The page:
While I was interested to see this, I felt like the plaque actually brought up more questions than it answered. The same with the following room, which talked about slaves being gladiators. Of course, delving into a nuanced look at stratification within Pompeiian society would disrupt the “Idyllic society ripped by tragedy” narrative they had going on. But the term “slave” carries heavy connotations for any American visitor, and it seemed almost inappropriate to overlook this.
Then again, perhaps I’m anomalous in that I’d rather learn about the Roman geopolitical structure and consequent economic implications instead of look at more antique urns.
One surprisingly present and unsurprisingly popular room was about brothels in Pompeii. Lit a sultry red, the room featured sexually explicit tchotchkes and an incredibly sad video about prostitutes in Pompeii. According to the exhibit, the Pompeiians would carve penises into walls and whatnot for good luck, but I like to think it was just something some drunk Pompeiians did when they ran out of places to draw on their friends who fell asleep with their sandals still on.
Notable patrons included a bunch of guys who were uncomfortably psyched that there was a brothel room and parents with small children who neglected to read the warning before walking in.
After the brothel came what I thought was the most awesome part. We went in groups into a dark room, where they played a time lapse film recreating the eruption of Vesuvius. There were strobe lights and fog machines (lots and lots of fog) and at the end of the film the screen rose and we were face to face with a cast of a Pompeiian body as an enthusiastic/awesome gallery guide named Roger narrated the explosion – a day so horrible “not even the sun wanted to be there” – and warned us all that another Vesuvius eruption is due.
As I wandered around the model casts, I eavesdropped on Roger talking with another patron. She asked if Pompeii was something other Romans remembered – why did it take until 1740 to uncover the city? Roger likened it to the Charles Manson murders: A great tragedy that gripped many right after it happened, but started to fade from common memory after only a few decades.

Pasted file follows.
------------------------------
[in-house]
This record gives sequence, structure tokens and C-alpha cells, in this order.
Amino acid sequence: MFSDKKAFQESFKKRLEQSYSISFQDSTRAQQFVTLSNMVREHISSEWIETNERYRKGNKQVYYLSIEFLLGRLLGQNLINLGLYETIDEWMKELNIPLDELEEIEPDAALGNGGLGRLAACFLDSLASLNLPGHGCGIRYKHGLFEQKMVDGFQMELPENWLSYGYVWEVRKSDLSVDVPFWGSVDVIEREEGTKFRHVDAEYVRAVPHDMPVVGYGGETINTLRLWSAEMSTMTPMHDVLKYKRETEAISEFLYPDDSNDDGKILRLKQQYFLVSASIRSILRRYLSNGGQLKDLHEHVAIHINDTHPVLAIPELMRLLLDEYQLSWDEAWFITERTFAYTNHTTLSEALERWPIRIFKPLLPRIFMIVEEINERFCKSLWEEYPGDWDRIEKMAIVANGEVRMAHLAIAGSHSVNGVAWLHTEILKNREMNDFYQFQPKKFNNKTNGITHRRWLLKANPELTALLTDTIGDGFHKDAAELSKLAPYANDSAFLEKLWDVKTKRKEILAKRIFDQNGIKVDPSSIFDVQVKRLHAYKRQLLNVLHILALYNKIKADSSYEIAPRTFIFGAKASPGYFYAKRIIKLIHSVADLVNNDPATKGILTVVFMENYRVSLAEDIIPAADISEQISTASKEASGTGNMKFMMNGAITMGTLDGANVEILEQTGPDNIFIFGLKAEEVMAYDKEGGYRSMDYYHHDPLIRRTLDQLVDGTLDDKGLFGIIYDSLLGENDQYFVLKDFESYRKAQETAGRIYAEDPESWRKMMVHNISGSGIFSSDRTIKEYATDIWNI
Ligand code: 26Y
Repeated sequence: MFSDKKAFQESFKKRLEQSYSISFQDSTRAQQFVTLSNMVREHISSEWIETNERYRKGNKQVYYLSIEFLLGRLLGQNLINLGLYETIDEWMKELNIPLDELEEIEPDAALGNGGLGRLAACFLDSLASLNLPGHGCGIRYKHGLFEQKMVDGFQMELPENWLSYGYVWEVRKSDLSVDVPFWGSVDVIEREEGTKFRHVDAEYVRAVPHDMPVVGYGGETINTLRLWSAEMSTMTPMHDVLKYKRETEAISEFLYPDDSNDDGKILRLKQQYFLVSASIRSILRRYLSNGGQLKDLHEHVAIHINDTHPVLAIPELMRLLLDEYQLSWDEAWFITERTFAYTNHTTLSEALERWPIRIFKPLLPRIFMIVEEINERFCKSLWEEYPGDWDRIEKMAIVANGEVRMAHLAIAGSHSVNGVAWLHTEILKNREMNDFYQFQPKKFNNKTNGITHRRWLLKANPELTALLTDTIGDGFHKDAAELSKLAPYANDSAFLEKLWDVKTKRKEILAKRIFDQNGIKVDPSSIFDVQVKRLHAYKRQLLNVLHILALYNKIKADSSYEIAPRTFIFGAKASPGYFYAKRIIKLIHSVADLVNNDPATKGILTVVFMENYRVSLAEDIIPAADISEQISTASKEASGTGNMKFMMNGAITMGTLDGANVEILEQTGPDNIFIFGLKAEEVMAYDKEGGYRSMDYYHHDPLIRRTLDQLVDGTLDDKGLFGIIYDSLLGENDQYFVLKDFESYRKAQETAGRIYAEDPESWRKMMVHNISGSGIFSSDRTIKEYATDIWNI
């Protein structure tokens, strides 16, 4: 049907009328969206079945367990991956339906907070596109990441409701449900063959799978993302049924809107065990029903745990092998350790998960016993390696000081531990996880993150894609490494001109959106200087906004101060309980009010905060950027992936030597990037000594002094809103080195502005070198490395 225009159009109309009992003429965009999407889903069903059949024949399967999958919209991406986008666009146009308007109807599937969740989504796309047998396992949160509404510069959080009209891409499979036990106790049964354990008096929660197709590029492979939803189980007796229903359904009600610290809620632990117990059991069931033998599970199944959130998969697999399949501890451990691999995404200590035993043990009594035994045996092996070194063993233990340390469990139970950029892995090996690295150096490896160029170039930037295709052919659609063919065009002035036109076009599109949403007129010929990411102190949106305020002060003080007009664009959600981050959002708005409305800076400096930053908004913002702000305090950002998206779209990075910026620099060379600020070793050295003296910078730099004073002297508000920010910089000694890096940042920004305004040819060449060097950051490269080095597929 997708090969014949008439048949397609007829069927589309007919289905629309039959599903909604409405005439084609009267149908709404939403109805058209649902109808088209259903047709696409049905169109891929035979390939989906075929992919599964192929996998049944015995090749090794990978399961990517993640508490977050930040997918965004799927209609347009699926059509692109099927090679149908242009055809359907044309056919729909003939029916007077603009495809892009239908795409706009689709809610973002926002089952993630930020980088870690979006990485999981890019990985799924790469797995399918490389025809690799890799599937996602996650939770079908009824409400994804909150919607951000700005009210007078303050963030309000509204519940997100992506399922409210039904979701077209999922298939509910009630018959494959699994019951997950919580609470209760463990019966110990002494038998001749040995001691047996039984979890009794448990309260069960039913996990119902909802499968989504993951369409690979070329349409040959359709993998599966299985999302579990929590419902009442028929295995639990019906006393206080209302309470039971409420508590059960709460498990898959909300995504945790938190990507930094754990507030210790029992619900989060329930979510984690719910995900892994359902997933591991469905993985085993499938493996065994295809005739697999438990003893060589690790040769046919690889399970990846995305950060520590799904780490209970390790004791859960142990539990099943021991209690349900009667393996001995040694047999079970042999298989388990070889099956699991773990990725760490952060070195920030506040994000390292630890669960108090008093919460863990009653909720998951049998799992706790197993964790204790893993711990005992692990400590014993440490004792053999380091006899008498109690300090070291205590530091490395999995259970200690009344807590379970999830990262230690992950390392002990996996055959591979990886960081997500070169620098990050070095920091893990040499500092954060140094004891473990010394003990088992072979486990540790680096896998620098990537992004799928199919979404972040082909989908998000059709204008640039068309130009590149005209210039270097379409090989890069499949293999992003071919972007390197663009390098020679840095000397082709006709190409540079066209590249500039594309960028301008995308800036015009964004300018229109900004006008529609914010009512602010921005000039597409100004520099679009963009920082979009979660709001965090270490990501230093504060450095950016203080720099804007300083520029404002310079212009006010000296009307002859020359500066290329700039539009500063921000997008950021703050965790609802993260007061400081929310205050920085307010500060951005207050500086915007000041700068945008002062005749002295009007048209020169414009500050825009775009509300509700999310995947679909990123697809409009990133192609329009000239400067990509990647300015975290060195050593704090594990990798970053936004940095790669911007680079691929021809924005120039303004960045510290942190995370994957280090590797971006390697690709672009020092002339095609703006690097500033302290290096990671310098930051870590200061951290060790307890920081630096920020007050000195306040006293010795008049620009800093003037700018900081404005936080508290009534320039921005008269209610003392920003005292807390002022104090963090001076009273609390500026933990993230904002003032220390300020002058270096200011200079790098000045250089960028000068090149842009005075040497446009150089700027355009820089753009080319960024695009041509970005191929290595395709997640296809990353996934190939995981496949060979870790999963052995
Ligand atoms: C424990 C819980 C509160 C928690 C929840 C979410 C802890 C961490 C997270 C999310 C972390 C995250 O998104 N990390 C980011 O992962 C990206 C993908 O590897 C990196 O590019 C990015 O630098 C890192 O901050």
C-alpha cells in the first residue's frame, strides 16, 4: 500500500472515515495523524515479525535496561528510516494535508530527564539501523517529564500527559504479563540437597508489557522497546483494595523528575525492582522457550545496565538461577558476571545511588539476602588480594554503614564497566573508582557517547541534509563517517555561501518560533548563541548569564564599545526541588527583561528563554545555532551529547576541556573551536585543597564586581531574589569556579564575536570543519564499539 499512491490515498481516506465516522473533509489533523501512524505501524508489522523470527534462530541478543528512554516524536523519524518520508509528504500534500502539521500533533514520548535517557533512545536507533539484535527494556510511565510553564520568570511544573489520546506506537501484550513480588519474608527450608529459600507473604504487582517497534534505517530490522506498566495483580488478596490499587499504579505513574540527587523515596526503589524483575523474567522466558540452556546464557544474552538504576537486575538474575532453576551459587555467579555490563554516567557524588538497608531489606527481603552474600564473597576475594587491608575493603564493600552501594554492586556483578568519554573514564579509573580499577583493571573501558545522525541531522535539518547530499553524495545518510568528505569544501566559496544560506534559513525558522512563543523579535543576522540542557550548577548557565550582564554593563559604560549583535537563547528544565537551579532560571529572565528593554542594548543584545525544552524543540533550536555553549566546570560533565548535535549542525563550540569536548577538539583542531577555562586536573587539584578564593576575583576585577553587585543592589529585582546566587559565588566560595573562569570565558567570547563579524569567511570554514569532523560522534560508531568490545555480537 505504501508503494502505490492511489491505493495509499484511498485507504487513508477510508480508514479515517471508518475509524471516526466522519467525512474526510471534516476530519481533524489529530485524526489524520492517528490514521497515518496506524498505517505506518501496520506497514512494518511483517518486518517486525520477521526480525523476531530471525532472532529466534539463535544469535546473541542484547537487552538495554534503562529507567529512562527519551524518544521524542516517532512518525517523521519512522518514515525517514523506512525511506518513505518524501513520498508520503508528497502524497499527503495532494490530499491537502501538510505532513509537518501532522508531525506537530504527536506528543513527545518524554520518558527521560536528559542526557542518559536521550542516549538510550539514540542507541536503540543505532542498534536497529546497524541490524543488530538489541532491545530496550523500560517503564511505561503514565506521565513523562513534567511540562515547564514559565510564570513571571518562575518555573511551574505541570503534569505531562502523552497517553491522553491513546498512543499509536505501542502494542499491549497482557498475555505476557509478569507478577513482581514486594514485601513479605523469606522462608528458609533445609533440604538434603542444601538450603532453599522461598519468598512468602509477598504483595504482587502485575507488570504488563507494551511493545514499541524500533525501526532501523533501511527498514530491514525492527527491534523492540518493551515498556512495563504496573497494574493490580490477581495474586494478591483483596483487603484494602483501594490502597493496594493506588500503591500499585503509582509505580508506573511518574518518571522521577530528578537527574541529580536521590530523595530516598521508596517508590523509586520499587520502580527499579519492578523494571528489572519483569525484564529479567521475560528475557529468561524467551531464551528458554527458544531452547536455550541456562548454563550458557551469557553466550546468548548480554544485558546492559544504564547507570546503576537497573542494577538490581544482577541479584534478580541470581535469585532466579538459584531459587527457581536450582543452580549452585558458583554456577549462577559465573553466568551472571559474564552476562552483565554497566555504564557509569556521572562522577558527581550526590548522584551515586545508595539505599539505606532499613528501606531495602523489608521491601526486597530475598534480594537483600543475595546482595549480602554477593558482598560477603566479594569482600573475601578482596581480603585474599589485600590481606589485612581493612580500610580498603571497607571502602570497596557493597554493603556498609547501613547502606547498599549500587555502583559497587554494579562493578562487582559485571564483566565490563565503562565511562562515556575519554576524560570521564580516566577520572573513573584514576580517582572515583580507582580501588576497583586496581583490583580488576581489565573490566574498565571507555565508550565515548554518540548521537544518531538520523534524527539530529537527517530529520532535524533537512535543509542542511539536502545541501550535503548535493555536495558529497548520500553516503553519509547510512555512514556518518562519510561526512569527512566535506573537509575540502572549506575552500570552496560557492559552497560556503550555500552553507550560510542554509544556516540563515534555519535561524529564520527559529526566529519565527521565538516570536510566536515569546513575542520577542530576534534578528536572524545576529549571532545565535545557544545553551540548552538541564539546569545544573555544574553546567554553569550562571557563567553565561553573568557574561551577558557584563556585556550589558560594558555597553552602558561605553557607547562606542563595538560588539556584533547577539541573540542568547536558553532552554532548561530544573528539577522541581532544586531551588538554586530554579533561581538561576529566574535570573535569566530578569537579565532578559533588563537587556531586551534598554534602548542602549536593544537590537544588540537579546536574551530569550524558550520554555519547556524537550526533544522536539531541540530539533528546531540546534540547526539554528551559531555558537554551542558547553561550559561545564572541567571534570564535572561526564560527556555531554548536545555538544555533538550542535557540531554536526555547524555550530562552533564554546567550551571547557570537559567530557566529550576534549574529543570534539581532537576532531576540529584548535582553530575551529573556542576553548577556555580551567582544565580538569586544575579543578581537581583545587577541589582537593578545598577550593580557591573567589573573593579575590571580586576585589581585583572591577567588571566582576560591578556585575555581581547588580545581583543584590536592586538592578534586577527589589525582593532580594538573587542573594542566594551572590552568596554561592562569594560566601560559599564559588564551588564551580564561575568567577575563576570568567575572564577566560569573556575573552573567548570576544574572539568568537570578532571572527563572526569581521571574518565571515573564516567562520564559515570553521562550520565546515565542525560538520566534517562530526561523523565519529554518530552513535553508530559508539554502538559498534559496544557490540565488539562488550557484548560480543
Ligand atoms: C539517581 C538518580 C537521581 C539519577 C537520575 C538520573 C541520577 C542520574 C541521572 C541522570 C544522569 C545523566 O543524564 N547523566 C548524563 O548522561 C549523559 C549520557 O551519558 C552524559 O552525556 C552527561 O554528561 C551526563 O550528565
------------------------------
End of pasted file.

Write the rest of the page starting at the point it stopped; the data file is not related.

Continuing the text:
We had to turn in our audio guides after the excavation room. The foyer between the main exhibit and the gift shop had neat array of science-related displays. There was a wall display about different types of volcanoes, and you could set off a virtual volcano and watch what happened on the inside. I watched a family play around with the arch-building kit, where kids (or the adult in charge) could learn about architecture by building foam arches. There was also a wall talking about preserving the frescos.
I wish they had dedicated more to the content in the last two rooms. For one thing, the body casts were absolutely heartbreaking. There was one cast of a child’s body that just really got me. It was also a wee bit terrifying – it served as a harsh reminder that natural disasters could occur at any time and absolutely devastate an entire population.
One of the things I loved about the Science Center’s recent Cleopatra exhibit was how much space they dedicated to talking about their excavations. With the Pompeii exhibit, I wanted to learn more about how they discovered the site, what tools they used, how it has changed over the years. I get where they were going – trying to show up a day in the life of Pompeii – but it felt like they could have cut down the pre-Vesuvius part maybe 30% and dedicated more to the archaeology and geology.
And of course, missing from the entire event was the Time Lord-related explanation for the destruction of Pompeii:
Overall, it’s always fun to check out the special exhibits at the Science Center. If you’re into Ancient Rome, it’s a neat one to check out!
To see “Pompeii: The Exhibition”, reserve tickets at https://www.californiasciencecenter.org/navigation/OmniTickets/redirect-pompeii.html. Check out RetailMeNot for available discounts.